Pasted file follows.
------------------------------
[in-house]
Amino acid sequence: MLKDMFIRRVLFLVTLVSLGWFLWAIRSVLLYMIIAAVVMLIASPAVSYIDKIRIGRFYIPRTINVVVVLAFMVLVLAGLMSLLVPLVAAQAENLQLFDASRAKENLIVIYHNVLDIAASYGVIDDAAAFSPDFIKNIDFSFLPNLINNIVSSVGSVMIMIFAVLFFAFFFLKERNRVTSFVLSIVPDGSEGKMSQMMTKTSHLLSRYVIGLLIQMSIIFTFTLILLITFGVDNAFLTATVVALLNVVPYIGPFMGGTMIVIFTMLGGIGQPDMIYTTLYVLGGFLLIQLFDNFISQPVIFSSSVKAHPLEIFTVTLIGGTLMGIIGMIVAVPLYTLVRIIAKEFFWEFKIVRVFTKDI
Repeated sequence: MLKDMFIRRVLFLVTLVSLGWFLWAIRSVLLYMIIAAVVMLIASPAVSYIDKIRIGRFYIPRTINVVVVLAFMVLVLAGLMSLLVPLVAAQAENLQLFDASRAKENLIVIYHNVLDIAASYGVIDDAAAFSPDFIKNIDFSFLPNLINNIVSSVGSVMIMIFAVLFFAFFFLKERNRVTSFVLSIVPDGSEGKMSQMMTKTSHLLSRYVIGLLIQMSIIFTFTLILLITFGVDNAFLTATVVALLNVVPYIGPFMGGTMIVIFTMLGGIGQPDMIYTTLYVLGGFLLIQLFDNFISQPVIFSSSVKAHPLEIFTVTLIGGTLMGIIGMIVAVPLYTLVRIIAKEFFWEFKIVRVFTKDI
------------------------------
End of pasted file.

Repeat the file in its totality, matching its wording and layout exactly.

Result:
[in-house]
Amino acid sequence: MLKDMFIRRVLFLVTLVSLGWFLWAIRSVLLYMIIAAVVMLIASPAVSYIDKIRIGRFYIPRTINVVVVLAFMVLVLAGLMSLLVPLVAAQAENLQLFDASRAKENLIVIYHNVLDIAASYGVIDDAAAFSPDFIKNIDFSFLPNLINNIVSSVGSVMIMIFAVLFFAFFFLKERNRVTSFVLSIVPDGSEGKMSQMMTKTSHLLSRYVIGLLIQMSIIFTFTLILLITFGVDNAFLTATVVALLNVVPYIGPFMGGTMIVIFTMLGGIGQPDMIYTTLYVLGGFLLIQLFDNFISQPVIFSSSVKAHPLEIFTVTLIGGTLMGIIGMIVAVPLYTLVRIIAKEFFWEFKIVRVFTKDI
Repeated sequence: MLKDMFIRRVLFLVTLVSLGWFLWAIRSVLLYMIIAAVVMLIASPAVSYIDKIRIGRFYIPRTINVVVVLAFMVLVLAGLMSLLVPLVAAQAENLQLFDASRAKENLIVIYHNVLDIAASYGVIDDAAAFSPDFIKNIDFSFLPNLINNIVSSVGSVMIMIFAVLFFAFFFLKERNRVTSFVLSIVPDGSEGKMSQMMTKTSHLLSRYVIGLLIQMSIIFTFTLILLITFGVDNAFLTATVVALLNVVPYIGPFMGGTMIVIFTMLGGIGQPDMIYTTLYVLGGFLLIQLFDNFISQPVIFSSSVKAHPLEIFTVTLIGGTLMGIIGMIVAVPLYTLVRIIAKEFFWEFKIVRVFTKDI